BOOK REVIEW – September 2017

BOOK REVIEW: American Fire: Love, Arson, and Life in a Vanishing Land by Monica Hesse and Hillbilly Elegy: A Memoir of Family and Culture in Crisis by J. D. Vance ————————————

Reviewed by Jane Tompkins

If you like non-fiction, which I do, Monica Hesse’s American Fire and J.D. Vance’s Hillbilly Elegy are pleasurable and instructive reading. They deal with the lives of working class people whom the dominant culture has left behind, and in doing so provide insight into the rifts that trouble our country. Hesse’s story about a series of fires on Virginia’s Eastern shore, told, as one reviewer said, “with wonderfully casual assurance,” captures the feeling of life on the seventy-mile long peninsula, once prosperous farming and fishing country, now an isolated backwater. The fires, lit over a five-and-half month period, destroyed eighty-six abandoned or unoccupied buildings that seem to symbolize the region’s fall from economic grace. Although we know almost from the beginning who was responsible for the arson, at least in part, the story reads like a mystery because the question is, why?

Hesse, a Washington Post reporter with an eye for human drama, with sympathy and imagination leads us step by step through the events that led to the fires, the experience of the people responsible for them, the experience of those charged with putting the fires out, and the experience of those whose job it was to apprehend whoever set them. All the while, in the background, there’s life in Accomack County, remote from urban and suburban existence, remote from corporate America, remote from the life  represented  in the news and in advertising: there are a couple of chicken factories, there’s a Walmart, there’s Shuckers bar, and lonely roads to drive down at night.

From Hesse’s standpoint, it’s clear that the arsons arose from the relationship between two people. They were set for love—out of desperation and a lack of alternatives. There’s plangency to the story, which involves romance, disappointment, betrayal, and lost hopes. The sadness stems partly from the absence of opportunity,explaining that arson is usually about power, one of the criminal profilers on the case remarked: “Serial arsonists tend to be unempowered people. They aren’t captains of industry or successful businessmen.” But the sadness stems also from the human condition. The fate of the principals remains in the mind a long time after their story has been concluded. With a change of circumstance it’s not hard to imagine it could have been you, it could have been me.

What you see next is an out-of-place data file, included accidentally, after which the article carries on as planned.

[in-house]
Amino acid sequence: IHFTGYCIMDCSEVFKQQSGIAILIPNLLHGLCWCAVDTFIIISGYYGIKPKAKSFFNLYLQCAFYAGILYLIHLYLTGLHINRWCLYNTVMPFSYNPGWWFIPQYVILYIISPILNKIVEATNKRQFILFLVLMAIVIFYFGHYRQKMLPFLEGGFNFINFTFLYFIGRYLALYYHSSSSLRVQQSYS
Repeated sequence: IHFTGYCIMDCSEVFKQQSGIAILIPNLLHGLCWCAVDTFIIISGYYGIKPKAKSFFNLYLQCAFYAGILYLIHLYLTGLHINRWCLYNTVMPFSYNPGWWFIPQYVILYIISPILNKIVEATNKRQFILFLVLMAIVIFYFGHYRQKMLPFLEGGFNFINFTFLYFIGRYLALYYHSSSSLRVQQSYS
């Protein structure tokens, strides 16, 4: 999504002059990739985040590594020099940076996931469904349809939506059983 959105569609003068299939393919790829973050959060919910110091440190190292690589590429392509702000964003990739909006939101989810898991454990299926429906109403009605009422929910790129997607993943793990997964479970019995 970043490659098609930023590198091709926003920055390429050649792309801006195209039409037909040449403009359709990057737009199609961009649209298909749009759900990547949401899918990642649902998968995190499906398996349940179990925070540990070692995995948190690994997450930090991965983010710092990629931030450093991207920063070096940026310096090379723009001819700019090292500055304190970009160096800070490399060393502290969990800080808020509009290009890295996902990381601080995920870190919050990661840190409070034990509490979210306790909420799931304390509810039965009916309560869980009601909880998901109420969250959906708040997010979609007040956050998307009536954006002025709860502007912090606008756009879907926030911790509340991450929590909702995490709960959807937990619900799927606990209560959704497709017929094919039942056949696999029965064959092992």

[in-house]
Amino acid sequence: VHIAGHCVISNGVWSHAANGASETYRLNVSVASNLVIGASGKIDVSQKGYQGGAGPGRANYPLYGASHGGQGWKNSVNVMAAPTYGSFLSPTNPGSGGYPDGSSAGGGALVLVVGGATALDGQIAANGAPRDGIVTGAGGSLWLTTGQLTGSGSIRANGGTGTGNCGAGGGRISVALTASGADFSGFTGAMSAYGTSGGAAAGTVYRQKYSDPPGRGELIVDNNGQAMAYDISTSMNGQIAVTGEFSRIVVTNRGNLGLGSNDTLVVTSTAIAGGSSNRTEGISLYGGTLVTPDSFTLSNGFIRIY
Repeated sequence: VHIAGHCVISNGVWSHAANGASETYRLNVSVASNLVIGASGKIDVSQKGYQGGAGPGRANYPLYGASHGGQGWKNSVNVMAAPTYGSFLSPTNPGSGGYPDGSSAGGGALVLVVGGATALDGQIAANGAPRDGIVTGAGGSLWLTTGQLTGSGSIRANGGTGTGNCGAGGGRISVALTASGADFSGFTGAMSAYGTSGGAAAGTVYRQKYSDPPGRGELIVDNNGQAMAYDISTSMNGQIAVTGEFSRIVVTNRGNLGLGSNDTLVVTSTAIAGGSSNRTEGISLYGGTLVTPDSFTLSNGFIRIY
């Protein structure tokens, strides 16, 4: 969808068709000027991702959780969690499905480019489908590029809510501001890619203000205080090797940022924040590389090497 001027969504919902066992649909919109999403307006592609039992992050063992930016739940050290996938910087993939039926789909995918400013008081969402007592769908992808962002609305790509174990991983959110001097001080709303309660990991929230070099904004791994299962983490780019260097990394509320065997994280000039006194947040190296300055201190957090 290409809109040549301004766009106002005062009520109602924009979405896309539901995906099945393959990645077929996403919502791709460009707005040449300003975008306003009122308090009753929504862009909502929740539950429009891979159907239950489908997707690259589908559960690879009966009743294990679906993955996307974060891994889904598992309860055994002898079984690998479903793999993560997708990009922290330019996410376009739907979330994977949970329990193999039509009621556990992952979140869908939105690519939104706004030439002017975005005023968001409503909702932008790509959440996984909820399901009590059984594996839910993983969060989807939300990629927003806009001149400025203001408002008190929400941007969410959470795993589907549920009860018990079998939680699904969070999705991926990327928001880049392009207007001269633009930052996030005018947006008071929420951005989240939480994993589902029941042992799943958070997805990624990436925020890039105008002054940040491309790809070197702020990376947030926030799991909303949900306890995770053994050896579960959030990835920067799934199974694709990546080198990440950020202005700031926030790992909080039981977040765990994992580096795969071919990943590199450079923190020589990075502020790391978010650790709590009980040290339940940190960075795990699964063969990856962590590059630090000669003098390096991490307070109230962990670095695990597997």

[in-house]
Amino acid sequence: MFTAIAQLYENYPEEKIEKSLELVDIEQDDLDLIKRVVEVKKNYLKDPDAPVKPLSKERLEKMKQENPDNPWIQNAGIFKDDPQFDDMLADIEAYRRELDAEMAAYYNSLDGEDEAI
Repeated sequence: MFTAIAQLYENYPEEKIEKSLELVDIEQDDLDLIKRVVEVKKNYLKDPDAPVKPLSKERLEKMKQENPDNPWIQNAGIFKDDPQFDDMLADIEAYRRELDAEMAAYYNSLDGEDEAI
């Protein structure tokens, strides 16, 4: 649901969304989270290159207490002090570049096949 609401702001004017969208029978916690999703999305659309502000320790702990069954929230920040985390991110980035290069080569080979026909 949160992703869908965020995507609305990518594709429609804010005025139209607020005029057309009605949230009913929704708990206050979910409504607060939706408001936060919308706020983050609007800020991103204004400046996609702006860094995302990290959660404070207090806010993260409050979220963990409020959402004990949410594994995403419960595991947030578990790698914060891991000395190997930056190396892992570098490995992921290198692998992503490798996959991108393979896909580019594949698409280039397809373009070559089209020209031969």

J. D. Vance’s account of growing up in Appalachia, and in industrial Ohio among Kentucky transplants, brings a more politicized mindset to bear on the culture it describes. But in the end, what saves him from jail and/or addiction has nothing to do with politics. A graduate of Ohio State University and Yale Law School, Vance looks back on his upbringing with double vision: the viewpoint of a mountain boy loyal to the values and customs of his kin, and that of a successful participant in the worlds of law and finance—according to the jacket copy, he’s a principal at a leading Silicon Valley investment firm. On the one hand, it’s a rags to riches tale of overcoming, thanks to hard work and a leg up from relatives, friends, and mentors; on the other, it solicits our understanding and sympathy for a dying way of life.

The most memorable character is the author’s grandmother, and to a lesser extent his grandfather, whose love and support kept J.D. from becoming a statistic. But these are not well-behaved old folks from On Golden Pond. When his grandmother lands in a nursing home to recover from back surgery, she bursts out:

“I hate the damned food here. Can you go to Taco Bell and get me a bean burrito?”  Indeed Mamaw hated  everything about the nursing home and once asked me to promise that if she ever faced a permanent stay, I’d take her .44 Magnum and put a bullet in her head. “Mamaw, you can’t ask me to do that. I’d go to jail for the rest of my life.”  “Well,” she said, pausing for a moment to reflect, “then get your hands on some arsenic. That way no one will know.”

Mamaw is fierce, opinionated, and explosive, though she’s always there for J. D. Violence is just around the corner in hillbilly culture, even when it’s only in the terms people use to express themselves. Vance’s major criticism of his culture is the instability of family life and the prevalence of domestic warfare —his mother had five husbands and a drug problem. He doesn’t blame the government or the schools, he blames the people themselves. Yet he admits his mother was a casualty of her father’s alcoholism, so there’s a sense of injustice and fatality here as well.

Both stories provide a lot to think about—not just in political or economic terms, but by way of understanding the human situation: Why do some people go wrong while others survive and flourish? Is it genes, luck, circumstance? Is it divine grace? Although the books don’t supply answers to these questions, and partly because they don’t, I felt better off for having read them. ~